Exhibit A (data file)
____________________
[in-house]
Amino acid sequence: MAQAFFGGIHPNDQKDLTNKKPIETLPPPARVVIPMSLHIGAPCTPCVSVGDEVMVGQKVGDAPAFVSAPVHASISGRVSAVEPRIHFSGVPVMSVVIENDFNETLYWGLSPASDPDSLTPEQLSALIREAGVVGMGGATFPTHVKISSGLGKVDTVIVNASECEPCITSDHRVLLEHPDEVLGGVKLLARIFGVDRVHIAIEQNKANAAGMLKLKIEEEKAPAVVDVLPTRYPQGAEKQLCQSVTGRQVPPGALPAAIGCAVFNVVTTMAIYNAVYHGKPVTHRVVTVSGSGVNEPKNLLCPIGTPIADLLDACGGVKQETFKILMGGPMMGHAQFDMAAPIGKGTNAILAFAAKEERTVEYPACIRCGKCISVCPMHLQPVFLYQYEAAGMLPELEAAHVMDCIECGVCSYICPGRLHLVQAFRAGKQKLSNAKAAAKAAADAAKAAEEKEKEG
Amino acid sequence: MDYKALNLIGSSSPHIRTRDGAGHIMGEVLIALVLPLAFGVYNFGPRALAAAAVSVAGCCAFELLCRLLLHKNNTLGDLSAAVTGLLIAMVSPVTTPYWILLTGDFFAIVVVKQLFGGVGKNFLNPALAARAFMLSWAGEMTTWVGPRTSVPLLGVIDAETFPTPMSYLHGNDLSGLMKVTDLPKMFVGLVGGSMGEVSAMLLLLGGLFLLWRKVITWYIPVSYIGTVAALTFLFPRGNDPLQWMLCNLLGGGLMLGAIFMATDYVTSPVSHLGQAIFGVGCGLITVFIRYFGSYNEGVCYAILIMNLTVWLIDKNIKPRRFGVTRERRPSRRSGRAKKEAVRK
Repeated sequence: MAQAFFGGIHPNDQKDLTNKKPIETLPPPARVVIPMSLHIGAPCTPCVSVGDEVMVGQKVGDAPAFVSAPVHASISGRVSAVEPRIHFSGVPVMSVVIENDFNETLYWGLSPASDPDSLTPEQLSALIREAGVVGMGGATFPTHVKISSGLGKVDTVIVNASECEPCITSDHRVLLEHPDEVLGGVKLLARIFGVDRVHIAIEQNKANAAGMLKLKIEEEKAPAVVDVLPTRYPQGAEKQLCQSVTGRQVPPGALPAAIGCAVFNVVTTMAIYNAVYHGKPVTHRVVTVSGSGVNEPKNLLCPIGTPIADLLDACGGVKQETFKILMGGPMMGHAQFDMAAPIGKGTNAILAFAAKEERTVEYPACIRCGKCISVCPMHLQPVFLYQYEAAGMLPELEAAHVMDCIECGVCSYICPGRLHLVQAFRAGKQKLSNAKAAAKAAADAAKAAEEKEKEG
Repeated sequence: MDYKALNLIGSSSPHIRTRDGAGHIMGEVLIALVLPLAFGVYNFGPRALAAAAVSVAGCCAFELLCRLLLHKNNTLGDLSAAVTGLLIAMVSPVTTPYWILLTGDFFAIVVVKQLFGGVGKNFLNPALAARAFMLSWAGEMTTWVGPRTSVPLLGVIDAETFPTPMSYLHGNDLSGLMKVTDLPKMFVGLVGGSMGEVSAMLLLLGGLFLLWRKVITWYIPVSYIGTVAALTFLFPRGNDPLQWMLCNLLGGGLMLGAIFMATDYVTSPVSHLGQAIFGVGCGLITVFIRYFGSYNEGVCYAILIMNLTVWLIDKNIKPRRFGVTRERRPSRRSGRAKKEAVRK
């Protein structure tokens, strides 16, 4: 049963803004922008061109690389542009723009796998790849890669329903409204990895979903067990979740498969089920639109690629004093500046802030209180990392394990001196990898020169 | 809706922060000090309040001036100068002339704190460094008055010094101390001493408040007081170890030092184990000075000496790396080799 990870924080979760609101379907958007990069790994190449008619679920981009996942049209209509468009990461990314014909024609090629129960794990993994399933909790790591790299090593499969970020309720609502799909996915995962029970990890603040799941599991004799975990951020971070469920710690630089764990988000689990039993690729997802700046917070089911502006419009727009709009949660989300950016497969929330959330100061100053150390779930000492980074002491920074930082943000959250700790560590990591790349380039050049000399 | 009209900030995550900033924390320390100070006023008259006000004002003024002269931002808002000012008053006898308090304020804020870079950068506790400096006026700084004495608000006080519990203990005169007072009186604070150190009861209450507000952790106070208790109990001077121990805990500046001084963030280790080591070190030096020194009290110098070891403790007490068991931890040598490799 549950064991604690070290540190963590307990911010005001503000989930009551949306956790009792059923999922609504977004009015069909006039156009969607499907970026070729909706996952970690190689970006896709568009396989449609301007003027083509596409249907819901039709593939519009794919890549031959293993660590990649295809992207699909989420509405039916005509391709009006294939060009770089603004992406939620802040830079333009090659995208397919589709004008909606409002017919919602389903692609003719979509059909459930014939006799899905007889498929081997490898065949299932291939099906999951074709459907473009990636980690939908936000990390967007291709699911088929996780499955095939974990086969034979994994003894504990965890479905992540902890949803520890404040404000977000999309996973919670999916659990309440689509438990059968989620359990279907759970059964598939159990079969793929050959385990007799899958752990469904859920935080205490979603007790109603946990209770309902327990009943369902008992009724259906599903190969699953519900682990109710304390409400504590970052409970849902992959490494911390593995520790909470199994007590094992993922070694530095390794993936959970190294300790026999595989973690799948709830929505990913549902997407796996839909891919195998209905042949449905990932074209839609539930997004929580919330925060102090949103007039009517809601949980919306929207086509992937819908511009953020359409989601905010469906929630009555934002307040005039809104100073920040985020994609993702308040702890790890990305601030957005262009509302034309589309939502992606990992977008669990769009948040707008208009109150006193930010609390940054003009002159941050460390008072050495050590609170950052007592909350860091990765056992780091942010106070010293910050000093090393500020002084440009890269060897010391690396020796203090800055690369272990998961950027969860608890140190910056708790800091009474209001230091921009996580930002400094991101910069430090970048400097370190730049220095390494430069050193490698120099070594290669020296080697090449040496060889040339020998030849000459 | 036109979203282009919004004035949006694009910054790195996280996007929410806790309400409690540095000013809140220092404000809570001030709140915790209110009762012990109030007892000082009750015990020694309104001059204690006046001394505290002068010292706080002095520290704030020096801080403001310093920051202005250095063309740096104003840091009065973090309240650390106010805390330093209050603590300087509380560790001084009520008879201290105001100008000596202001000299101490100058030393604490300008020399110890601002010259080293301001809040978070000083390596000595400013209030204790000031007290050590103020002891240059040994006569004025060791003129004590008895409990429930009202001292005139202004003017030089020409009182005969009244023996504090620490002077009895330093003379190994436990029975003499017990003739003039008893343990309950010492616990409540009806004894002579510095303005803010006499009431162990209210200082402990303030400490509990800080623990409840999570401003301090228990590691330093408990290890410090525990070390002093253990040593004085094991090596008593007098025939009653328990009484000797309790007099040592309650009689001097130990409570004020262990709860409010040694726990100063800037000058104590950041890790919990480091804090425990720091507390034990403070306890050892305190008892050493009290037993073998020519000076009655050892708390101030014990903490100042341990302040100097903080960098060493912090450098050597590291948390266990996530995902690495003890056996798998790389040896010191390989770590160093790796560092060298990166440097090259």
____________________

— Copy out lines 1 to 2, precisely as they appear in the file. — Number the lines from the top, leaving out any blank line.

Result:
[in-house]
Amino acid sequence: MAQAFFGGIHPNDQKDLTNKKPIETLPPPARVVIPMSLHIGAPCTPCVSVGDEVMVGQKVGDAPAFVSAPVHASISGRVSAVEPRIHFSGVPVMSVVIENDFNETLYWGLSPASDPDSLTPEQLSALIREAGVVGMGGATFPTHVKISSGLGKVDTVIVNASECEPCITSDHRVLLEHPDEVLGGVKLLARIFGVDRVHIAIEQNKANAAGMLKLKIEEEKAPAVVDVLPTRYPQGAEKQLCQSVTGRQVPPGALPAAIGCAVFNVVTTMAIYNAVYHGKPVTHRVVTVSGSGVNEPKNLLCPIGTPIADLLDACGGVKQETFKILMGGPMMGHAQFDMAAPIGKGTNAILAFAAKEERTVEYPACIRCGKCISVCPMHLQPVFLYQYEAAGMLPELEAAHVMDCIECGVCSYICPGRLHLVQAFRAGKQKLSNAKAAAKAAADAAKAAEEKEKEG